#1
Long story short, I realized that the E Spanish Gypsy scale which I learned a while ago has the same notes as the A Harmonic Minor! How come no one ever told me this?! Why do they have different names when their the same thing? All someone has to do is know the harmonic minor scale and if they want to switch to spanish gypsy, then move the pattern up/down five steps, vice versa, if that makes any sense...
Are there other scales that have the same name?

Also, like I said, I'm not a theory expert, but what's confusing about modes? I googled them and found that they are just parts of the major scale. They just start on different notes of the major scale, am I right? Of course, it'll take a while to master things like phrasing to make each modes personality come out, but would that be a good way of explaining them? just to see if im completely lost or not

sorry for the long post, i read a whole lot more on here than post.. thanks
#2
short answer is yes.

modes can be simply put as scales being played over chords/keys. if you play a G major scale over a G major progression, its in G Ionian. if you play a C major scale over the same progression, its in G mixolydian. as such, you can see that the scales can be different than the modes, and are dependent on the chords/key that is behind them.
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#3
First off, the E Spanish Gypsy scale is a mode of the A harmonic minor scale, which is why they share the same notes. That doesn't make it the same scale, because you wouldn't play them under the same circumstances. You'd play the E Spanish Gypsy scale in a song centering around E, whereas you'd play the A harmonic minor scale in a song centering around A. They have the same notes, just as the C major and A minor scales have the same notes, but they're defined by the context in which you use them.

Secondly, there really isn't anything overly complicated about modes. They are simply scales that are built from another scale by starting on a different note. Just as C major and A minor share the same notes but are used in different contexts, so is each mode played in a specific context over a specific set of chords to bring out its unique characteristics. Most modes are hard to use properly, as they don't lend themselves to very strong chord progressions that are palatable to the human ear - this often leads them to want to resolve to the scale upon which they're built, which would mean that you would cease to be playing a particular mode, and would instead be playing the scale that it's built off of. For example, if you weren't careful when using the E Spanish Gypsy scale, your chord progression might begin to want to resolve to A minor instead of E. This would mean that you were instead playing the A harmonic minor scale, not the E spanish gypsy scale.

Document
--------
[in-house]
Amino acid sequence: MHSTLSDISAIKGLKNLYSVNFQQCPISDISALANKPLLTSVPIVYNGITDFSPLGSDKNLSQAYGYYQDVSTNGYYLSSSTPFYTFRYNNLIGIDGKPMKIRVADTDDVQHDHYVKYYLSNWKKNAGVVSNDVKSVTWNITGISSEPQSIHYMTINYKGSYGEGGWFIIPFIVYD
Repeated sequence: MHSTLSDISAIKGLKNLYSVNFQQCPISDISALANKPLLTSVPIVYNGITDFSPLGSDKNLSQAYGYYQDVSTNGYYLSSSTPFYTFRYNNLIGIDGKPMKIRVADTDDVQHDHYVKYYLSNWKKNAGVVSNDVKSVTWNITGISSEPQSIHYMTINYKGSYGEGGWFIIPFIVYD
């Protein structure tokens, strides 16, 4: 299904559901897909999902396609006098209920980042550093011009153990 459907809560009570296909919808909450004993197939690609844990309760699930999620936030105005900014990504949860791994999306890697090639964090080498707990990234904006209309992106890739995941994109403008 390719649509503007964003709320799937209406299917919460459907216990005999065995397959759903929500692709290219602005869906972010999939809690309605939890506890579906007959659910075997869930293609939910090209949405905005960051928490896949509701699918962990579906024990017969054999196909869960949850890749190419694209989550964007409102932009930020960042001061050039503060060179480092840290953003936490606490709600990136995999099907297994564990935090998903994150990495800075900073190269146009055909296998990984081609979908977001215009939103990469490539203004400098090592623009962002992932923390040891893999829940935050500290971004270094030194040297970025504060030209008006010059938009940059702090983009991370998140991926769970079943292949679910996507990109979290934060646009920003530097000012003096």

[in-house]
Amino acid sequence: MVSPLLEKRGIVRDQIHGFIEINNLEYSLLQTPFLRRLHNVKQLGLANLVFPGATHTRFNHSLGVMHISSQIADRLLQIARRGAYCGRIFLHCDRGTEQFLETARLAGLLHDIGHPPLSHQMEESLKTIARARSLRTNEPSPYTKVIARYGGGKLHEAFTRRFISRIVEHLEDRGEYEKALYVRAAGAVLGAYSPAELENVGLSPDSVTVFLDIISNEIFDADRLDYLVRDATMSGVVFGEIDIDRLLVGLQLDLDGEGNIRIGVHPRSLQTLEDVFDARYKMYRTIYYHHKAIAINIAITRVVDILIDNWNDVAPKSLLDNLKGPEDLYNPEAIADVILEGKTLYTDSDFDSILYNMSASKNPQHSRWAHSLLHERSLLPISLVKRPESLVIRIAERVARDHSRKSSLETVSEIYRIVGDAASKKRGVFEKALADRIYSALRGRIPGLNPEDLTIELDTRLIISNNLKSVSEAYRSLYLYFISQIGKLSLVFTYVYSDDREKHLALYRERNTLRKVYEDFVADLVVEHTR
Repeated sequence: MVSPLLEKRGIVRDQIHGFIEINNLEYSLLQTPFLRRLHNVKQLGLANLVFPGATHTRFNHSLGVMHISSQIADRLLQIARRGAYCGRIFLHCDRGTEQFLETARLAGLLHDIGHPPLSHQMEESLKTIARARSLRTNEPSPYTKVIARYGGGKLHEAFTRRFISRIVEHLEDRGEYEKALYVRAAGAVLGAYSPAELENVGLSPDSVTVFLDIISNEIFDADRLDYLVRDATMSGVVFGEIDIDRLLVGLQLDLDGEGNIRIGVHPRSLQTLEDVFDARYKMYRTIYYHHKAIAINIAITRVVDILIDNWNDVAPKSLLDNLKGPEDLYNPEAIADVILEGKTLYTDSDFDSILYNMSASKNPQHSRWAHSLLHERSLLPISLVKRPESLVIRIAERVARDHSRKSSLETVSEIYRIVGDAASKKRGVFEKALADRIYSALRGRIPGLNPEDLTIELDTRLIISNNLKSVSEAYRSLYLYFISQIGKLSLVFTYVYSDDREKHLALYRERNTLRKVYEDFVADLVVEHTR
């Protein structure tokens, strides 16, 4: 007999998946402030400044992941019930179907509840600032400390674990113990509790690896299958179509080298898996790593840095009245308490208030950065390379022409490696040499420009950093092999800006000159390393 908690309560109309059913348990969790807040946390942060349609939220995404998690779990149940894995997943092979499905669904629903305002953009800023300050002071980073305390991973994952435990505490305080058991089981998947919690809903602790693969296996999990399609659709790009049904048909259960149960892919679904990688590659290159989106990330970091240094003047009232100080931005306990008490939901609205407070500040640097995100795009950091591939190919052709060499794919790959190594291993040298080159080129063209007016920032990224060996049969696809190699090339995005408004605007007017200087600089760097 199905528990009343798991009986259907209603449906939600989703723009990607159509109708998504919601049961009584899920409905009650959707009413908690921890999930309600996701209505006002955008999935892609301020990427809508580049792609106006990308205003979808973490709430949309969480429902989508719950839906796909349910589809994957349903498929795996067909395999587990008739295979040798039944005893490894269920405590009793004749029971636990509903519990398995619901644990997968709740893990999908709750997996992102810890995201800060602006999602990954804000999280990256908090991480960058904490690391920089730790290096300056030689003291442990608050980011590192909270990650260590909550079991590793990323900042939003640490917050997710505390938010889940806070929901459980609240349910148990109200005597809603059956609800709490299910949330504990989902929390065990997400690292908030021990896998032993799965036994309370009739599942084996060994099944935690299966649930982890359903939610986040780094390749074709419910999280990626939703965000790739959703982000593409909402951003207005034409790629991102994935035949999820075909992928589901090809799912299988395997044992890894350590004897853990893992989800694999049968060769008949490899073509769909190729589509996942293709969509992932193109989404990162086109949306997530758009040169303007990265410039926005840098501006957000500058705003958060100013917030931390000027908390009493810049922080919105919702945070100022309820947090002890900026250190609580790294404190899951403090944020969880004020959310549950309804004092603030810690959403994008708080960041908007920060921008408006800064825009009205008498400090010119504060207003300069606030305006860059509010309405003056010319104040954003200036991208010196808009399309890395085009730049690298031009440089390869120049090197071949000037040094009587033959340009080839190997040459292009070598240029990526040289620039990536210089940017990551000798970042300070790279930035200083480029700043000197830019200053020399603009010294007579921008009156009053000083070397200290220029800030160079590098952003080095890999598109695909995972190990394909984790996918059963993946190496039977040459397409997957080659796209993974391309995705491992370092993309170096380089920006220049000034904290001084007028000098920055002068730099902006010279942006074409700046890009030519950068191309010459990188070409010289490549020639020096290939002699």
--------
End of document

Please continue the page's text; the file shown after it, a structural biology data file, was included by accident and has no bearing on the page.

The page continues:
Needless to say, you can get a set of modes from any particular scale, but the major scale modes are the most widely used.
#4
Its true that the A Harmonic Minor and E Spanish Gypsy scales have the same notes, but depending on which one you're treating as your root note can mean a lot. Basically, focusing in on the A for A harmonic minor gives you a whole different flavor than focusing on the E in E Spanish Gypsy. As for the modes, they're pretty much the same idea. They all share the same notes, but each one has its own flavor that will suit different styles and songs. The hard part is making your chord progressions and melodies resolve to the root of your mode and not the major scale it's relative to. For example, if you're playing in E Phrygian, you want your chords to resolve to the E, not C major.
#5
Thanks guys! So, basically a lot has to do with the root note that you start off with. If you start and end with an E, it will sound like an E Spanish gypsy and if you start with an A, it will sound more like an A Harmonic Minor. Now i'll just turn on the looper and play around with that
#6
Modes have more to do with the harmony behind the melody than the notes of the melody itself.
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#7
Holy bejezus. I think I'll just close this thread to not have to look at it again.

Anyway, addressing your questions;

1. The notes share the same notes, this means they are relative to eachother. However they resolve to different roots and are very different scales. Consider the difference between C major and A minor.

2. The "deal" with modes is that what you're thinking (and what others are thinking) is incorrect. They are much more than a major scale starting on a different note. To understand this completely, you'll have to first gain a strong foundation with keys. Start by learning the C major scale and harmonising it. Go from there.
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#8
Quote by guitar_loner
Thanks guys! So, basically a lot has to do with the root note that you start off with. If you start and end with an E, it will sound like an E Spanish gypsy and if you start with an A, it will sound more like an A Harmonic Minor. Now i'll just turn on the looper and play around with that
It's irrelevant what note you start or end on, it has to do with where the harmony resolves to.

For example, if you had an Am F E7 progression, it resolves very clearly to Am and you'd use A harmonic minor.

However, if you had an E F vamp, you're probably looking at E as your root note, and E phrygian dominant will work.

Quite honestly, you could play the same lick over both and it will function differently over them. Take E F G# A G# F E for example. Out of context, this would probably look like E phrygian dominant at first because it starts and ends on E. Then try playing it over the Am progression. It will sound entirely different.
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